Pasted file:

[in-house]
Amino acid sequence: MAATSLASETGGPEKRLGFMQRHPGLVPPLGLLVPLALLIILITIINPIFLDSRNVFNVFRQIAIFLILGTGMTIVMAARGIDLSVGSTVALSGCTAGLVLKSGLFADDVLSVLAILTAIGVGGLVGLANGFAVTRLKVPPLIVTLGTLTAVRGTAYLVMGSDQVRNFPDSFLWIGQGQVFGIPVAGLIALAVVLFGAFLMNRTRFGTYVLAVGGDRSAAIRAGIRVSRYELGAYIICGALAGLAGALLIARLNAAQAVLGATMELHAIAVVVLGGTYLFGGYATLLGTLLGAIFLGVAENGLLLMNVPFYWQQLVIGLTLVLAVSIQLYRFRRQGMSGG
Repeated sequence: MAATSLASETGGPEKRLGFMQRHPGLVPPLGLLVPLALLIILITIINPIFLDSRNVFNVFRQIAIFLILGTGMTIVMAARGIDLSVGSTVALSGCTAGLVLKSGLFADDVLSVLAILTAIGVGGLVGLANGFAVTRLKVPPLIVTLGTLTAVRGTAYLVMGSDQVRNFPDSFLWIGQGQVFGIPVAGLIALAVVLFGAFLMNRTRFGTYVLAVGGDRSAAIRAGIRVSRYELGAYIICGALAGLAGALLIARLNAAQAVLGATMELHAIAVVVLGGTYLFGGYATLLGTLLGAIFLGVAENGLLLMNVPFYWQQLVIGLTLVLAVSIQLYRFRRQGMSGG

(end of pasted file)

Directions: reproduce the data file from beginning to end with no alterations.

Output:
[in-house]
Amino acid sequence: MAATSLASETGGPEKRLGFMQRHPGLVPPLGLLVPLALLIILITIINPIFLDSRNVFNVFRQIAIFLILGTGMTIVMAARGIDLSVGSTVALSGCTAGLVLKSGLFADDVLSVLAILTAIGVGGLVGLANGFAVTRLKVPPLIVTLGTLTAVRGTAYLVMGSDQVRNFPDSFLWIGQGQVFGIPVAGLIALAVVLFGAFLMNRTRFGTYVLAVGGDRSAAIRAGIRVSRYELGAYIICGALAGLAGALLIARLNAAQAVLGATMELHAIAVVVLGGTYLFGGYATLLGTLLGAIFLGVAENGLLLMNVPFYWQQLVIGLTLVLAVSIQLYRFRRQGMSGG
Repeated sequence: MAATSLASETGGPEKRLGFMQRHPGLVPPLGLLVPLALLIILITIINPIFLDSRNVFNVFRQIAIFLILGTGMTIVMAARGIDLSVGSTVALSGCTAGLVLKSGLFADDVLSVLAILTAIGVGGLVGLANGFAVTRLKVPPLIVTLGTLTAVRGTAYLVMGSDQVRNFPDSFLWIGQGQVFGIPVAGLIALAVVLFGAFLMNRTRFGTYVLAVGGDRSAAIRAGIRVSRYELGAYIICGALAGLAGALLIARLNAAQAVLGATMELHAIAVVVLGGTYLFGGYATLLGTLLGAIFLGVAENGLLLMNVPFYWQQLVIGLTLVLAVSIQLYRFRRQGMSGG